What are the coursework requirements to be eligible to take the MFT licensing exam?

The following coursework requirements have been excerpted directly from the Regulations Governing Marriage and Family Therapy (8-24-2016):

“18VAC115-50-55. Coursework requirements.

  1. The applicant shall have successfully completed 60 semester hours or 90 quarter hours of graduate coursework with a minimum of six semester hours or nine quarter hours completed in each of the core areas identified in subdivisions 1 and 2 of this subsection, and three semester hours or 4.0 quarter hours in each of the core areas identified in subdivisions 3 through 9 of this subsection:
  2. Marriage and family studies (marital and family development; family systems theory);
  3. Marriage and family therapy (systemic therapeutic interventions and application of major theoretical approaches);
  4. Human growth and development across the lifespan;
  5. Abnormal behaviors;
  6. Diagnosis and treatment of addictive behaviors;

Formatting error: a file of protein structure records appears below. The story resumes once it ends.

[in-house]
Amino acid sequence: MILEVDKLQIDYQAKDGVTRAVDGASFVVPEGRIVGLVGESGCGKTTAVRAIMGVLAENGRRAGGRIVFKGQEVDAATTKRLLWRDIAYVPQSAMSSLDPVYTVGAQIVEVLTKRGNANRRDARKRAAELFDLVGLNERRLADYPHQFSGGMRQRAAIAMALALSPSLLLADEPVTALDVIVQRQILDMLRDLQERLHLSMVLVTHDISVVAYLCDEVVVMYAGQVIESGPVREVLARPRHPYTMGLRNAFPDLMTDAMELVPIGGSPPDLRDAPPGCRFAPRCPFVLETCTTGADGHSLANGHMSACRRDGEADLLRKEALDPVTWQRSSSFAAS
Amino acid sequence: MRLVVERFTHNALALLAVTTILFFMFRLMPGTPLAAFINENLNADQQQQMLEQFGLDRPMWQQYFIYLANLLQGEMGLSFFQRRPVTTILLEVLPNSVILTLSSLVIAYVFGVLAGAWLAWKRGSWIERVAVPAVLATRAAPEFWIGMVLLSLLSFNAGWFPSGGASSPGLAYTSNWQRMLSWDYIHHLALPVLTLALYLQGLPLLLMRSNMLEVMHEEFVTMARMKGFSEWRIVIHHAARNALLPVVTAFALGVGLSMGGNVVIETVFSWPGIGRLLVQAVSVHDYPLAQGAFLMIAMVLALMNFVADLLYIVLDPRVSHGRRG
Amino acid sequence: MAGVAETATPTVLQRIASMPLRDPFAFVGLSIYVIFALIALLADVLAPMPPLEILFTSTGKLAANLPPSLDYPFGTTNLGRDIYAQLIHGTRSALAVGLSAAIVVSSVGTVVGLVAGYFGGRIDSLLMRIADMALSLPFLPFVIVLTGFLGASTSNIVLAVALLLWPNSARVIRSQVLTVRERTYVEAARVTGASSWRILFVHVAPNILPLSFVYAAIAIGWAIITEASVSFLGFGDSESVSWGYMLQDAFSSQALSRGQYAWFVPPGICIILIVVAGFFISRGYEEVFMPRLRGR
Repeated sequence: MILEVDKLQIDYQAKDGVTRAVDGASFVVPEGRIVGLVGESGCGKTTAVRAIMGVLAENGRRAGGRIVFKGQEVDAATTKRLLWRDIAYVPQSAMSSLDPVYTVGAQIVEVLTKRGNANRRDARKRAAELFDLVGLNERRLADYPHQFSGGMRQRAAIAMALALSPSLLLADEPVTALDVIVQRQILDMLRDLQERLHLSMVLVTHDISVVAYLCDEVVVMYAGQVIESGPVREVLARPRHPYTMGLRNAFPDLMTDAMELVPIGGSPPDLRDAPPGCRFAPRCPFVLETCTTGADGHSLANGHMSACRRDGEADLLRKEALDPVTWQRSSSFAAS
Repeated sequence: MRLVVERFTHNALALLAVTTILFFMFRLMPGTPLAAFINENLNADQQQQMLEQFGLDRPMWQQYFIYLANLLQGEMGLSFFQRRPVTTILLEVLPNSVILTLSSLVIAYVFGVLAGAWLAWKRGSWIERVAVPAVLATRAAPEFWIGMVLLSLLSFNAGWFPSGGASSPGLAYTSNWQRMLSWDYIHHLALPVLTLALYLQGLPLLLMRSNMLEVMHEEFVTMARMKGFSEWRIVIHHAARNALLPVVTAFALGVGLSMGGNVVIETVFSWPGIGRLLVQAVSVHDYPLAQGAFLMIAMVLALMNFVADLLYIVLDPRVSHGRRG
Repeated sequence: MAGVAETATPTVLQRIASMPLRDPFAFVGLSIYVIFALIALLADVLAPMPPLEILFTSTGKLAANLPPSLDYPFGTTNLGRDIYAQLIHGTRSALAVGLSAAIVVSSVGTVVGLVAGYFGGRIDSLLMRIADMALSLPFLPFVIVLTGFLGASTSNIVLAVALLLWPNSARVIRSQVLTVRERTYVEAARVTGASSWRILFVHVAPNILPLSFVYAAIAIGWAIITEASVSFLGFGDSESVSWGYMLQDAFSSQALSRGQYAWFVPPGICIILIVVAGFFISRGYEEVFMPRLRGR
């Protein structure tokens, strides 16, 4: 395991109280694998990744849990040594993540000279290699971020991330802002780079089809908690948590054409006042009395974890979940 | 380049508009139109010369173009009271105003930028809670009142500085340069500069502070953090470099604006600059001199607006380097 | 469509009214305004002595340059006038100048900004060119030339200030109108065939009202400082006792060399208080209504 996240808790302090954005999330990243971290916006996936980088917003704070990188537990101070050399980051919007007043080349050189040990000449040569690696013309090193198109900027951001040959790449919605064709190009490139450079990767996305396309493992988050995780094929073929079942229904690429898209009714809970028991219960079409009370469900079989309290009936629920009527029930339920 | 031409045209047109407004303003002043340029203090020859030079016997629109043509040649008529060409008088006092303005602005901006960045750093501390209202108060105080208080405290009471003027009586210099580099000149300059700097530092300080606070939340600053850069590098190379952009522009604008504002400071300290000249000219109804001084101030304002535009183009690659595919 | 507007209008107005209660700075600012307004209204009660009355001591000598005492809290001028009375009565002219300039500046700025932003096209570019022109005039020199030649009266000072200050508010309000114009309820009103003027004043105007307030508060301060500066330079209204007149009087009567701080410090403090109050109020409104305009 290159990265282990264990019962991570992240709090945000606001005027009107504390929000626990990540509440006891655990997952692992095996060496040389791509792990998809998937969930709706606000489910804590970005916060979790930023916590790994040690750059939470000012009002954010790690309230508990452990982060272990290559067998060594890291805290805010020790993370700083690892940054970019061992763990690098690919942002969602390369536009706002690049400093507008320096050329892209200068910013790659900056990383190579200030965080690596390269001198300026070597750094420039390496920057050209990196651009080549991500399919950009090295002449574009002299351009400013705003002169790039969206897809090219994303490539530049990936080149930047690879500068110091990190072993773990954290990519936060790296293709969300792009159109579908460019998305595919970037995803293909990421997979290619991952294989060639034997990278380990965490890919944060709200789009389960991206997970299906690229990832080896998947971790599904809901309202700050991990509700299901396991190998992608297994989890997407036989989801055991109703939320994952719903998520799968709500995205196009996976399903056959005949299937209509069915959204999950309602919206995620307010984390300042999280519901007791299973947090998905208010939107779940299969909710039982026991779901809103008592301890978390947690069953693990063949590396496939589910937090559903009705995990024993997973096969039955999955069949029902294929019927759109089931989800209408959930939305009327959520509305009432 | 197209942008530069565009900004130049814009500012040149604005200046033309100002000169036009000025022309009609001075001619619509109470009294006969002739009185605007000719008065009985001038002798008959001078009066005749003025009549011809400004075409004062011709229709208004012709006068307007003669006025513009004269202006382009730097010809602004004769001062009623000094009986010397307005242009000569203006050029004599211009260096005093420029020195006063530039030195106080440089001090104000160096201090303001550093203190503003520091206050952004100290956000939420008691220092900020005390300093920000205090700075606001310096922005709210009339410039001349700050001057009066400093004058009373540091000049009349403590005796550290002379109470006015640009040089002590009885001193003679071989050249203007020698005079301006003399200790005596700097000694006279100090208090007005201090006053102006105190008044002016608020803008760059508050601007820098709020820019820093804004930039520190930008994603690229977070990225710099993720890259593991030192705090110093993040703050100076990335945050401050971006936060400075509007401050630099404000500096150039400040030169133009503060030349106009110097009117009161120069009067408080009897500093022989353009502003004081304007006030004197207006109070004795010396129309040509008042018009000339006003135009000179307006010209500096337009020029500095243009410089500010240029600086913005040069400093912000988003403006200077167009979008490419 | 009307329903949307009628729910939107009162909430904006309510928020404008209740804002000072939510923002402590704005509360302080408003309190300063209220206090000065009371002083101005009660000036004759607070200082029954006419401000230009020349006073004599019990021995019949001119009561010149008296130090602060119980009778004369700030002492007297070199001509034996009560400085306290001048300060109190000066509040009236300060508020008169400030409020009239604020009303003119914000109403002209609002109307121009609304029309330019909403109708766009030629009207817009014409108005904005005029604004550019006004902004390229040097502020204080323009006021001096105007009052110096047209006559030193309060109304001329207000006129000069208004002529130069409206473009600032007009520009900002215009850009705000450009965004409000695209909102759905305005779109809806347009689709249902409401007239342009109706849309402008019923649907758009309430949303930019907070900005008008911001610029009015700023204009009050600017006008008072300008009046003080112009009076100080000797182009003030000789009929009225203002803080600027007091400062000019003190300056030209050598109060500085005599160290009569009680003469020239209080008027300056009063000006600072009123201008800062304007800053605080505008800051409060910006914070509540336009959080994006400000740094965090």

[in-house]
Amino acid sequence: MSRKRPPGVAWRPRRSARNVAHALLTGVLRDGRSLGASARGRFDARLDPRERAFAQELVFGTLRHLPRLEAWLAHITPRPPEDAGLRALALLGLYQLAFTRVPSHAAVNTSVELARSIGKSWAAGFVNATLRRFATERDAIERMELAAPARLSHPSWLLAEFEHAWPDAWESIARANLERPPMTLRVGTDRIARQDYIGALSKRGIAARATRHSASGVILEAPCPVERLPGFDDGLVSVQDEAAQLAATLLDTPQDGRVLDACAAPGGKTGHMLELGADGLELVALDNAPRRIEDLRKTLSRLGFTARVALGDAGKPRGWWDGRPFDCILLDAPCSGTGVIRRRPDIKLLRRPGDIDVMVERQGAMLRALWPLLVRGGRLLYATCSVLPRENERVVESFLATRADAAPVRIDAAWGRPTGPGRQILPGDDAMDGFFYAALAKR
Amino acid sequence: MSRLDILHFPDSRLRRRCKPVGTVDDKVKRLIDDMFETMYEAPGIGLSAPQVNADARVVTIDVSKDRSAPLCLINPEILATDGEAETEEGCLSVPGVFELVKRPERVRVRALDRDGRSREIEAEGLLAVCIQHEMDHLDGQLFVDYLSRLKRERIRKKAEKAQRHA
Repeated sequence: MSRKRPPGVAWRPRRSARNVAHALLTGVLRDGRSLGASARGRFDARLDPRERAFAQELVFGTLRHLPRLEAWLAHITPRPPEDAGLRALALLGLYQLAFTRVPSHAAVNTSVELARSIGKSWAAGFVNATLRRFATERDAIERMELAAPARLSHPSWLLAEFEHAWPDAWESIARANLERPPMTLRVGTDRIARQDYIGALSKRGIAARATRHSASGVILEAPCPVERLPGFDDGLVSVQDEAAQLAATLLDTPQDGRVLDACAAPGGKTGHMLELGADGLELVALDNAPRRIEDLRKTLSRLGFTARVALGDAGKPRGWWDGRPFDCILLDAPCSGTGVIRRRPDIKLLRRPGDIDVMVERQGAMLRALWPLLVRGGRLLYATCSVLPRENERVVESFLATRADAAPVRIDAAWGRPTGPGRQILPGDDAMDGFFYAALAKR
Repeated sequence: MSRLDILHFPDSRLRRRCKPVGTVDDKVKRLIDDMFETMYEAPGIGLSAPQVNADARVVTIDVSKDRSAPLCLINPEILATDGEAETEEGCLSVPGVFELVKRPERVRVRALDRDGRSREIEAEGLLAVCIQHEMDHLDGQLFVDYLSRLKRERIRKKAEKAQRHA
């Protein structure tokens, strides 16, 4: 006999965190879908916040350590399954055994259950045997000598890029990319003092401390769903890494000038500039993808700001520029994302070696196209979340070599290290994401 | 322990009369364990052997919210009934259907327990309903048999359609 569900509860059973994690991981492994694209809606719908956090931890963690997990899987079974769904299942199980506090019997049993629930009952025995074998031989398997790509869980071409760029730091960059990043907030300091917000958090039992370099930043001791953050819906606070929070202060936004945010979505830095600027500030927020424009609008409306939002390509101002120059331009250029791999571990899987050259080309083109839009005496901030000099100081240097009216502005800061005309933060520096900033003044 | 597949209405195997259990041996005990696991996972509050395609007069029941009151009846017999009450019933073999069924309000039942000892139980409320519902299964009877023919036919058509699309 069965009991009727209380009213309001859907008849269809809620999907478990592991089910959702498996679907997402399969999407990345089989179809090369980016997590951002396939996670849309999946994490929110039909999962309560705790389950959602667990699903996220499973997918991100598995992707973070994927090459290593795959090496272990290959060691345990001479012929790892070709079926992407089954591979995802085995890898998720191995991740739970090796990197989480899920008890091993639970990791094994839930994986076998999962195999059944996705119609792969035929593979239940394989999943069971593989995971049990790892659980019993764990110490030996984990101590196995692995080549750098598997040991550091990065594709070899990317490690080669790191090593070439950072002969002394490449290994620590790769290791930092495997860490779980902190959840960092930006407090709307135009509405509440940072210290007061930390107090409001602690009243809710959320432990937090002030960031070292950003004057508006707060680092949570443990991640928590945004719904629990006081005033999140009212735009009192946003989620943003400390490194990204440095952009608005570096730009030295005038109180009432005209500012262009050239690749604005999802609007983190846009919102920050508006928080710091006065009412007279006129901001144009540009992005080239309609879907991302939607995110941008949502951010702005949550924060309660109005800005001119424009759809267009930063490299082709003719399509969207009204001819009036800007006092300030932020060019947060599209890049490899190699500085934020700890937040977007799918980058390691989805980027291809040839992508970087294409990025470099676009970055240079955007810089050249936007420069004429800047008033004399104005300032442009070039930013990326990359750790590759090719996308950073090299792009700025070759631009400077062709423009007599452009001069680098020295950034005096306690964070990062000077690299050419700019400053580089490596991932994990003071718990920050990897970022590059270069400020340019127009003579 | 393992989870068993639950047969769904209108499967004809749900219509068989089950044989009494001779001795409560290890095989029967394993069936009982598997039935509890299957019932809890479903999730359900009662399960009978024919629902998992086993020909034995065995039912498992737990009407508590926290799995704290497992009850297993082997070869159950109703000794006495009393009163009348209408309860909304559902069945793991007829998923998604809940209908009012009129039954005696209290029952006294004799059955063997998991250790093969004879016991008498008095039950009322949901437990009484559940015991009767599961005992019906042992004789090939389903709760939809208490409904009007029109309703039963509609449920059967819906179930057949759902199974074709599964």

7. Multicultural counseling;
  8. Professional identity and ethics;
  9. Research (research methods; quantitative methods; statistics);
  10. Assessment and treatment (appraisal, assessment and diagnostic procedures); and
  11. Supervised internship of at least 600 hours to include 240 hours of direct client contact, of which 200 hours shall be with couples and families. Only internship hours earned after completion of 30 graduate semester hours may be counted towards residency hours.

B. If the applicant holds a current, unrestricted license as a professional counselor, clinical psychologist, or clinical social worker, the board may accept evidence of successful completion of 60 semester hours or 90 quarter hours of graduate study, including a minimum of six semester hours or nine quarter hours completed in marriage and family studies (marital and family development; family systems theory) and six semester hours or nine quarter hours completed in marriage and family therapy (systemic therapeutic interventions and application of major theoretical approaches).”

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